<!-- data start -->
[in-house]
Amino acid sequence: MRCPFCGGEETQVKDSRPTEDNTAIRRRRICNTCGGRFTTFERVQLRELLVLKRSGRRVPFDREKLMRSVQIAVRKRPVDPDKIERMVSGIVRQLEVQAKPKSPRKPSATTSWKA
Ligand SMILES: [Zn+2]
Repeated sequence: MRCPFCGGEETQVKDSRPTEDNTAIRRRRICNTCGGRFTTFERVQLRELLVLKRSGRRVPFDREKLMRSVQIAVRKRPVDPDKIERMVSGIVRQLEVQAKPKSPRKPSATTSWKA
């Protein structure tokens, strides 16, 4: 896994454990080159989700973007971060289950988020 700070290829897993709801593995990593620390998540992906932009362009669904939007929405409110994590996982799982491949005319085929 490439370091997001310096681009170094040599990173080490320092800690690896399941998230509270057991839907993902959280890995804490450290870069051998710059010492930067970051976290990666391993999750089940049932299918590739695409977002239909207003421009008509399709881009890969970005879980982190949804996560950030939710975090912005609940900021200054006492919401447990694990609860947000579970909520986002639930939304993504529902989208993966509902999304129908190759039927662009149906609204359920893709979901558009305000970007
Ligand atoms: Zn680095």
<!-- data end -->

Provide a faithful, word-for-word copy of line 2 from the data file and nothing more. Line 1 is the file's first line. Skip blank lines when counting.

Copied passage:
Amino acid sequence: MRCPFCGGEETQVKDSRPTEDNTAIRRRRICNTCGGRFTTFERVQLRELLVLKRSGRRVPFDREKLMRSVQIAVRKRPVDPDKIERMVSGIVRQLEVQAKPKSPRKPSATTSWKA